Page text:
At the request of the defense attorney for Shona Banda, a local medicinal marijuana advocate facing drug and child endangerment charges, a judge on Monday agreed to postpone her arraignment so her defense team can have more time to prepare.
Banda is charged with endangering a child, distribution or possession with intent to distribute a controlled substance within 1,000 feet of school property, unlawful manufacture of a controlled substance and possession of drug paraphernalia.
At Monday’s scheduled arraignment in Finney County District Court, Banda’s attorney, Sarah Swain, told Chief District Court Judge Wendel Wurst that she was not prepared to move forward with the arraignment and needed more time to collect evidence and contact witnesses.
Wurst agreed to push the arraignment back to 1 p.m. July 29, but not before asking Banda if she was OK with the delay.
“My life is on the line, and I would like (the postponement),” Banda said.
Wurst also scheduled a pre-trial hearing in the case for July 27 through 29.
The charges against Banda stem from an investigation by The Department of Children and Families and Garden City police in which authorities searched Banda’s home in March 2015 and seized suspected marijuana and drug paraphernalia.
The DCF and police were contacted and intervened after Banda’s 11-year-old son made comments during a drug education program at his school, Bernadine Sitts Intermediate Center.
According to police, the boy said his mother and other adults were avid drug users and that there was a lot of drug use occurring in his home.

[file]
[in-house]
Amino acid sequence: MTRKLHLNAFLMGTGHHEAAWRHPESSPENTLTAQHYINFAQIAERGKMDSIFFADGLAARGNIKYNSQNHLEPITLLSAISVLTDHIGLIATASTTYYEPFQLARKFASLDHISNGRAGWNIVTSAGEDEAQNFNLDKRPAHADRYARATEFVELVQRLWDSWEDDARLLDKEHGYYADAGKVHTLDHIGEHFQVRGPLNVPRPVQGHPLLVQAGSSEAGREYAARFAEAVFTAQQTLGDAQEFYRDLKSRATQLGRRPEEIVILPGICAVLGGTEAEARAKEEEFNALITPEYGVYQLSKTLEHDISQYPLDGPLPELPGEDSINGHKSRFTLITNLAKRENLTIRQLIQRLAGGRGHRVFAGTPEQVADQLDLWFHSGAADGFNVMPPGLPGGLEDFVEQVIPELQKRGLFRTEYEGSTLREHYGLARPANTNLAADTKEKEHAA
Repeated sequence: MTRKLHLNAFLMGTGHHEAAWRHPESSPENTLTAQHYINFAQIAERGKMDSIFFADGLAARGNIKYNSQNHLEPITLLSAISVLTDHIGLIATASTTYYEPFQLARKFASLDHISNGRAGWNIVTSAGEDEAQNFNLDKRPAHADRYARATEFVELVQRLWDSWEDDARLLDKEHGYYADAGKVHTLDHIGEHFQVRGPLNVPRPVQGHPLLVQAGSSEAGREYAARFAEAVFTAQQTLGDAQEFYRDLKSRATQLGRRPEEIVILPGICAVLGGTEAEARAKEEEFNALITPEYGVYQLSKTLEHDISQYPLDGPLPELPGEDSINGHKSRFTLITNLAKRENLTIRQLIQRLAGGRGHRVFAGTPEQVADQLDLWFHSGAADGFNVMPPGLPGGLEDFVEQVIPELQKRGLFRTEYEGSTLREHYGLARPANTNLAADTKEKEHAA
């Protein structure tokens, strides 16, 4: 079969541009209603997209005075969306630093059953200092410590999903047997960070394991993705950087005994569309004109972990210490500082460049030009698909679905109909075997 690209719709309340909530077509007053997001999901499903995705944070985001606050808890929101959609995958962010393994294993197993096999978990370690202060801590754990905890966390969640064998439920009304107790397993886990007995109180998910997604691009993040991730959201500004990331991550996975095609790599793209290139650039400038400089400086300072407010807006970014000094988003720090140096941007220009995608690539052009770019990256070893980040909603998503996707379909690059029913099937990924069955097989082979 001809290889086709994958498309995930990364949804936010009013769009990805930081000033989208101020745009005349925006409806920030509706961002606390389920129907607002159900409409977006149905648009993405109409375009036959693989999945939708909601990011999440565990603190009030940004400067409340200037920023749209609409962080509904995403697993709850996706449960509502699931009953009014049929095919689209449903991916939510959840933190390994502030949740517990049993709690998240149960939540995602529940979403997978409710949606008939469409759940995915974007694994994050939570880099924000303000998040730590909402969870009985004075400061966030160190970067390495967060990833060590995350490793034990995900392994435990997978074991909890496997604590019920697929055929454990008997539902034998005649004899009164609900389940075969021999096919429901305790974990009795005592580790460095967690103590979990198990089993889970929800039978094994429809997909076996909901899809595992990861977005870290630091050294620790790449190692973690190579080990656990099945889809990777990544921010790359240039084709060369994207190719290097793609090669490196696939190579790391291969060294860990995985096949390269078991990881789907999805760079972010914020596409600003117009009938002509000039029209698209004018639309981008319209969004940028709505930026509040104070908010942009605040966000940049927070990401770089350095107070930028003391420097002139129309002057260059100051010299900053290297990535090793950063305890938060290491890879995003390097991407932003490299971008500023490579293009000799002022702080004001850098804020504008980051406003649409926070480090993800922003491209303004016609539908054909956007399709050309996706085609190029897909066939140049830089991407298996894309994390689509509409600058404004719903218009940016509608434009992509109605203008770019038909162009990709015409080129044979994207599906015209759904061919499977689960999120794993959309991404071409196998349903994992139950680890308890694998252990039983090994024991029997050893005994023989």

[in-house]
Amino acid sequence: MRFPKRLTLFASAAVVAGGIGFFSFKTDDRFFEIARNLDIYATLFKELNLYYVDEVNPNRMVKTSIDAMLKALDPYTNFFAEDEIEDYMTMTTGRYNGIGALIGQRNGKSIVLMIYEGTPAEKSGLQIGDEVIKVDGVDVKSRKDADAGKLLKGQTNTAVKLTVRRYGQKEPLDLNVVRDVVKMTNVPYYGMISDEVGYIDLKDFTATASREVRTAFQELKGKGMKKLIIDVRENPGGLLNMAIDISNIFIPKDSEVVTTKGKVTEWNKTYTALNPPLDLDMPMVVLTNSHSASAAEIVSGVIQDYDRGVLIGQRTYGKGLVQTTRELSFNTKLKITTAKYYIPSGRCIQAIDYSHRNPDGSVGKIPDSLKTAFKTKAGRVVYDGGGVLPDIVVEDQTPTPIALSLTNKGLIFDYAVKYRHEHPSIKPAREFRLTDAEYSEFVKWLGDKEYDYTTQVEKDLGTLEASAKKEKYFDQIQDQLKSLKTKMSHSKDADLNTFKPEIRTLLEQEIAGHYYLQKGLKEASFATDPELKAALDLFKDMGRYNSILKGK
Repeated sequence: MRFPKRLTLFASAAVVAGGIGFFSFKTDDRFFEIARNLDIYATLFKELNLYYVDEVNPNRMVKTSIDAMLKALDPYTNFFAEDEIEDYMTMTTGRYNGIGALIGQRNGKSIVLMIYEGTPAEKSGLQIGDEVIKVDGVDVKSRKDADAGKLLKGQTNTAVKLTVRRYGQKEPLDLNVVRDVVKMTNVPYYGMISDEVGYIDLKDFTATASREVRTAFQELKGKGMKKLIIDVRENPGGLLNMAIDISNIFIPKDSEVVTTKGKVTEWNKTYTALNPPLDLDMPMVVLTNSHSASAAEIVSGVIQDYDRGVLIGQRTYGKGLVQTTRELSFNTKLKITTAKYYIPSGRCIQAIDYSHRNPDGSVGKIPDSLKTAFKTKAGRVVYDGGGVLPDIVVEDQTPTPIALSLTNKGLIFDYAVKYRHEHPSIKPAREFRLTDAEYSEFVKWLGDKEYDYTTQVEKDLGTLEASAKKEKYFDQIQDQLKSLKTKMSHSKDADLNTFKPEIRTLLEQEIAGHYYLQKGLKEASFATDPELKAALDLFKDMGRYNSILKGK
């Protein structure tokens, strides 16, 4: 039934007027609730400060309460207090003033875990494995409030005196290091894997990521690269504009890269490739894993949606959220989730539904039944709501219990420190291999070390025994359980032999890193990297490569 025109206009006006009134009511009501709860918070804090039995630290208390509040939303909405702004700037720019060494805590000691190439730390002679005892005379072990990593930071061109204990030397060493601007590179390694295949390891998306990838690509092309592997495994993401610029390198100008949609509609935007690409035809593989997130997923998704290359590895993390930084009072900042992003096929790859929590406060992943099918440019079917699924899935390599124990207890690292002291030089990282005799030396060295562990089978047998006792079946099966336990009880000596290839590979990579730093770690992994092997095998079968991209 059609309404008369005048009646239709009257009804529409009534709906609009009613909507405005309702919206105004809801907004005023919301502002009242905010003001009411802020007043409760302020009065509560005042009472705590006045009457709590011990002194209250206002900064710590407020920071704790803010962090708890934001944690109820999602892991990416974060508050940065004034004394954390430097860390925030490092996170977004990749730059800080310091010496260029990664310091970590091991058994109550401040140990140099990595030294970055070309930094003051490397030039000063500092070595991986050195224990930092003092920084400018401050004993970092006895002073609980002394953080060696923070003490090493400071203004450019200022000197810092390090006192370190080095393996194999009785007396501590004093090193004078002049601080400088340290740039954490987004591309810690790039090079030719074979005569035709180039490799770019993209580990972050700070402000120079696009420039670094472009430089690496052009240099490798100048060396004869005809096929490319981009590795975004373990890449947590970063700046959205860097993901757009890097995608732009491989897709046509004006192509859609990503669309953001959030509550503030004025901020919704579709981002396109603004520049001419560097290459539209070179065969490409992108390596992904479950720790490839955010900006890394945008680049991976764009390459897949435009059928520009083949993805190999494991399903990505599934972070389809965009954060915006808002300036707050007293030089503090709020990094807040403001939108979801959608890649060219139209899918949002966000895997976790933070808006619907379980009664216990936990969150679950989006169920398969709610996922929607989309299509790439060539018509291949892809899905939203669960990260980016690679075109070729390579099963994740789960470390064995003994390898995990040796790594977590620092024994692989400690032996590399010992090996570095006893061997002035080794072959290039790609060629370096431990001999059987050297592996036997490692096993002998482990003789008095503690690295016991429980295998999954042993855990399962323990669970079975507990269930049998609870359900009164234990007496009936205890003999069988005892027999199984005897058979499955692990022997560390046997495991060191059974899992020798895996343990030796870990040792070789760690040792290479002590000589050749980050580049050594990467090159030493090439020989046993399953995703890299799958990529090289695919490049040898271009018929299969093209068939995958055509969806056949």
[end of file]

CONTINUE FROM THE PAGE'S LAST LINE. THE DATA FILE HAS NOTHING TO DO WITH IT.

After Banda ‘s arrest, her son initially was placed in his father’s custody. The DCF then placed the boy in protective custody. He is now back in the custody of his father.
Swain said in court Monday that she intends to file a motion claiming that the state violated Banda’s Fourth Amendment rights when it obtained a warrant to search her home at 907 Conkling St.
Swain also said she plans to file a motion against the state claiming authorities spoke with Banda’s son without his parents’ consent or knowledge of the interview, and for obtaining a search warrant based on information the boy shared.
Under questioning by Swain at Banda’s Nov. 16, 2015, preliminary hearing, Garden City police Detective Clint Brock testified he did not contact the boy’s parents to inform them he was questioning their son. He said he interviewed the boy for 48 minutes, then interviewed Banda.
Swain said filing these motions will take time.
“It will take several month to get all of that done,” Swain said.
Banda, 38, after being informed her youngest son was going to be called to testify by the prosecution at the November preliminary hearing, waived the remainder of it so he would not need to testify.
The distribution charge against Banda was amended Nov. 16. Previously, she was charged with distributing at least 450 grams of marijuana in a school zone. The amended charge changes that to 25 to 450 grams.
If convicted of distributing 25 to 450 grams of marijuana in a school zone, Banda faces a sentence of 92 months to 144 months in prison, another 92 to 144 months in prison for manufacture of a controlled substance and 10 to 42 months for possession of drug paraphernalia.
Banda became well known for her use of cannabis oil in treating her Crohn’s disease and authored a book on the subject titled, “Live Free or Die.” She has also appeared in YouTube videos and in online articles, sharing her knowledge of and belief in the medicinal benefits of cannabis oil.
Attorneys for Banda have threatened to file a lawsuit that would name the Garden City Police Department, Garden City USD 457, the State of Kansas, the governor and the Kansas Department of Children and Families along with others, and alleges that Banda’s rights to use cannabis for medicinal purposes and maintain custody of her son have been violated.
The lawsuit has yet to be filed.